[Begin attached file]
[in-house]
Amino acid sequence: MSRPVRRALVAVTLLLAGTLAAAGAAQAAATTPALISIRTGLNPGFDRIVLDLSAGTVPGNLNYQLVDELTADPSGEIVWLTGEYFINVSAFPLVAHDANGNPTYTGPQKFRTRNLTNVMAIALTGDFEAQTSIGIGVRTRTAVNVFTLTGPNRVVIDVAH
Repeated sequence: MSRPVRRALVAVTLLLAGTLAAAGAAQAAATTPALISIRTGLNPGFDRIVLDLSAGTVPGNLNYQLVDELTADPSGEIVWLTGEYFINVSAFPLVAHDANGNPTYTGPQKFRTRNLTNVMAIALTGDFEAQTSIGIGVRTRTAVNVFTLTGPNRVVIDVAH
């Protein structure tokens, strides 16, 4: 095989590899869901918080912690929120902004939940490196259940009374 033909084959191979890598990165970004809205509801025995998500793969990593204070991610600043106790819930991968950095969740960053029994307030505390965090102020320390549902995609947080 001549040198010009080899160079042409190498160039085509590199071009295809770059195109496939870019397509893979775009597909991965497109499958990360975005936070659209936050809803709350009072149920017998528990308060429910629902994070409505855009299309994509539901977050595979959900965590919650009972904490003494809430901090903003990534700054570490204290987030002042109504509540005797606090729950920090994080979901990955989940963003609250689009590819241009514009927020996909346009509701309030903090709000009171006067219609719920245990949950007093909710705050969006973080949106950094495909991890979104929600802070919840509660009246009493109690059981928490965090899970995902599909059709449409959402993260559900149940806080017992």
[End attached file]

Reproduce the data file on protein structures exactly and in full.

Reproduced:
[in-house]
Amino acid sequence: MSRPVRRALVAVTLLLAGTLAAAGAAQAAATTPALISIRTGLNPGFDRIVLDLSAGTVPGNLNYQLVDELTADPSGEIVWLTGEYFINVSAFPLVAHDANGNPTYTGPQKFRTRNLTNVMAIALTGDFEAQTSIGIGVRTRTAVNVFTLTGPNRVVIDVAH
Repeated sequence: MSRPVRRALVAVTLLLAGTLAAAGAAQAAATTPALISIRTGLNPGFDRIVLDLSAGTVPGNLNYQLVDELTADPSGEIVWLTGEYFINVSAFPLVAHDANGNPTYTGPQKFRTRNLTNVMAIALTGDFEAQTSIGIGVRTRTAVNVFTLTGPNRVVIDVAH
């Protein structure tokens, strides 16, 4: 095989590899869901918080912690929120902004939940490196259940009374 033909084959191979890598990165970004809205509801025995998500793969990593204070991610600043106790819930991968950095969740960053029994307030505390965090102020320390549902995609947080 001549040198010009080899160079042409190498160039085509590199071009295809770059195109496939870019397509893979775009597909991965497109499958990360975005936070659209936050809803709350009072149920017998528990308060429910629902994070409505855009299309994509539901977050595979959900965590919650009972904490003494809430901090903003990534700054570490204290987030002042109504509540005797606090729950920090994080979901990955989940963003609250689009590819241009514009927020996909346009509701309030903090709000009171006067219609719920245990949950007093909710705050969006973080949106950094495909991890979104929600802070919840509660009246009493109690059981928490965090899970995902599909059709449409959402993260559900149940806080017992």